June 23, 2024

Silicon Valley bank: US government rules out bailing out banks, but wants to avoid ‘contagion’ | world

3 min read
Silicon Valley bank: US government rules out bailing out banks, but wants to avoid ‘contagion’ |  world

Bankruptcy of Silicon Valley Bank, the financing bank for startups in the United States – Image: Reuters

And US Treasury Secretary Janet Yellen said on Sunday (13) that The government wants to avoid financial “contagion” after the bankruptcy of Silicon Valley Bank (SVB), but has ruled out bailing out the institution.

“We want to make sure that problems in one bank do not cause a strong infection in others.”Yellen said during an interview with CBS.

  • Silicon Valley Bank, the startup financing bank, has failed in the United States

The Federal Deposit Insurance Agency (FDIC), an arm of the government, took control of SVB on Friday, as the bank was on the brink of collapse under the influence of mass withdrawals from its customers.

If the big banks have escaped so far, many medium or regional institutions announced their delisting on Friday.

That was the scenario for First Republic Bank of California, which lost nearly 30% in Thursday-Friday sessions, and Signature Bank, which was exposed to cryptocurrency and which has lost a third of its value since Wednesday night.

Both banks have a large percentage of corporate customers whose deposits often exceed the FDIC-guaranteed maximum of about $250,000 per customer, which can pressure them to withdraw their money.

Approximately 96% of SVB deposits are not guaranteed to be repaid by FIDC.

“I’m sure they (the Federal Deposit Insurance Corporation) are looking at a wide range of options available, including acquisitions,” the Treasury secretary said.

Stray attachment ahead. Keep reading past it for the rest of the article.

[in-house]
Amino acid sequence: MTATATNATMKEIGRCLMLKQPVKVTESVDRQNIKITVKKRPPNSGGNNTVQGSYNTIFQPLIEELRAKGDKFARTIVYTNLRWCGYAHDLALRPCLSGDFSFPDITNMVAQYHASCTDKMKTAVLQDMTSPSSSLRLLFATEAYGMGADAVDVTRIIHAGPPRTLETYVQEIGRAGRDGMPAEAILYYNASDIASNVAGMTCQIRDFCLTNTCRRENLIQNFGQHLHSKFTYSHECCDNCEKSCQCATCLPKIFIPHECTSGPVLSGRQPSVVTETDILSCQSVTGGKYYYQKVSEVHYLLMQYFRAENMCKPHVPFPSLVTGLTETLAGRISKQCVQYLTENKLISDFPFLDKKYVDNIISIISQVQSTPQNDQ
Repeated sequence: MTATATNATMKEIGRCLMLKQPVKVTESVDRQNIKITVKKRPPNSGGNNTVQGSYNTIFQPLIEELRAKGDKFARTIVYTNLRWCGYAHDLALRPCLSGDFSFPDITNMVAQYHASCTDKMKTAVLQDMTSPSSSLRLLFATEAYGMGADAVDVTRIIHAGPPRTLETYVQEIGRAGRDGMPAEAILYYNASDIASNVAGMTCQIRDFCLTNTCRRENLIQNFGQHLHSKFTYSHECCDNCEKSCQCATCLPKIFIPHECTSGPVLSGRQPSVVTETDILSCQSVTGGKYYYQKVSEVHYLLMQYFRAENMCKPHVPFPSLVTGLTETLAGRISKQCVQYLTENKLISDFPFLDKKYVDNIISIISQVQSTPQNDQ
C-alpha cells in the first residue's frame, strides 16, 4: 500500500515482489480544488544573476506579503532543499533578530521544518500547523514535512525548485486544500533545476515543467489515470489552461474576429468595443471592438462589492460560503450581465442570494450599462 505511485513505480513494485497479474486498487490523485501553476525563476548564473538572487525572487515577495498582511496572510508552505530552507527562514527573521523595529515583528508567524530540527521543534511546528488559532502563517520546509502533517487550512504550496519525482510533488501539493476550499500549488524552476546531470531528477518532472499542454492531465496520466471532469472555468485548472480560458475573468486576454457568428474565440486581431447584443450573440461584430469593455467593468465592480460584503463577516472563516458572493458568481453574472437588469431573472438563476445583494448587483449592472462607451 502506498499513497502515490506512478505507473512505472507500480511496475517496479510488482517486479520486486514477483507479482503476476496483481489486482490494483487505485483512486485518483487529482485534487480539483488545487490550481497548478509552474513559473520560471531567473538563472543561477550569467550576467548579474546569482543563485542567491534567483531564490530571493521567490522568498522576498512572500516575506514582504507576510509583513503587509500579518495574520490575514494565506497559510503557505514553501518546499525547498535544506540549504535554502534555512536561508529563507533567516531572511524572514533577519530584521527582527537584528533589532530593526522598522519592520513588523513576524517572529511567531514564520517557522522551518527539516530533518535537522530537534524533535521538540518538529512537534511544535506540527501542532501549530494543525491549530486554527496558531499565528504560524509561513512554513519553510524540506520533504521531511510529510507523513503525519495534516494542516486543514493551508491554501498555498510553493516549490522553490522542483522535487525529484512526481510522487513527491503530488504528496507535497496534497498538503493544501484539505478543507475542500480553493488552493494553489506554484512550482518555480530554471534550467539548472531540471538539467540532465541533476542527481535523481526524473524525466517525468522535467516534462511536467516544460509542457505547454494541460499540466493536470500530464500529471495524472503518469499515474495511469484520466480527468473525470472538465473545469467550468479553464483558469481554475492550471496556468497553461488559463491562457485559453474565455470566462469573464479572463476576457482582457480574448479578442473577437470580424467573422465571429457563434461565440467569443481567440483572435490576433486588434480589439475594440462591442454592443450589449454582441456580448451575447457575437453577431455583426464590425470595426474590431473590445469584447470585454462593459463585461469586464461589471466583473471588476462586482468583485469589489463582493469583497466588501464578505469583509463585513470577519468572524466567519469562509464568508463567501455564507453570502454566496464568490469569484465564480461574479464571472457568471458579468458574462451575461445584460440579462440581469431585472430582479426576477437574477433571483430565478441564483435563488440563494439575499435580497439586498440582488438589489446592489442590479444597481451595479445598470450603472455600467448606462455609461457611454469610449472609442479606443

Democratic Sen. Mark Warner of Virginia told ABC that announcing a takeover bid for SVB by a financial entity before Asian markets open Monday “would be the best solution.”

Major index futures on the Tokyo and Hong Kong stock exchanges are down 2% at the open on Monday.

– The crisis of 2008 and its lessons – Yellen said that the reforms adopted after the financial crisis of 2008 close the door to the rescue of the SVB.

“During the financial crisis, some investors and big bank owners were bailed out…and the reforms that have been implemented mean we won’t do that again,” he said.

In September 2008, to prevent the collapse of the financial system, the US government injected hundreds of billions of dollars into most major market institutions, and the money was later recovered by the government.

Many analysts, from the economic world and from new technologies, advocate saving the SVB.

Many claim they are also concerned about the stability of the banking system, given the fallout from the tech sector’s bank failure.

SVB boasted that “nearly half” of technology and life sciences companies funded by US investors have accounts with the bank.

“Many of the clients are small businesses that rely on access to their money to pay their bills and employ tens of thousands of people across the country,” Yellen said.

“It is a problem and we are working with the regulators to find a solution,” he added.

On Sunday, UK Chancellor of the Exchequer Jeremy Hunt said the collapse of SVB posed a “grave risk” to the UK’s tech sector.

Several entrepreneurs have also been warning in recent hours of a possible expansionary wave affecting Indian tech startups, some of whom are SVB clients.

The crisis triggered by the SVB situation is also affecting cryptocurrencies.

The USDC digital currency, which declares itself “stable” because it is notionally pegged to the dollar, has been devalued since Friday, after the company that created it, Circle, announced it was holding $3.3 billion in SVB and giving up on parity with the greenback.

Other “stablecoins,” such as Dai or USDD, that are supposed to protect crypto investors from the volatility of the sector, were also affected.

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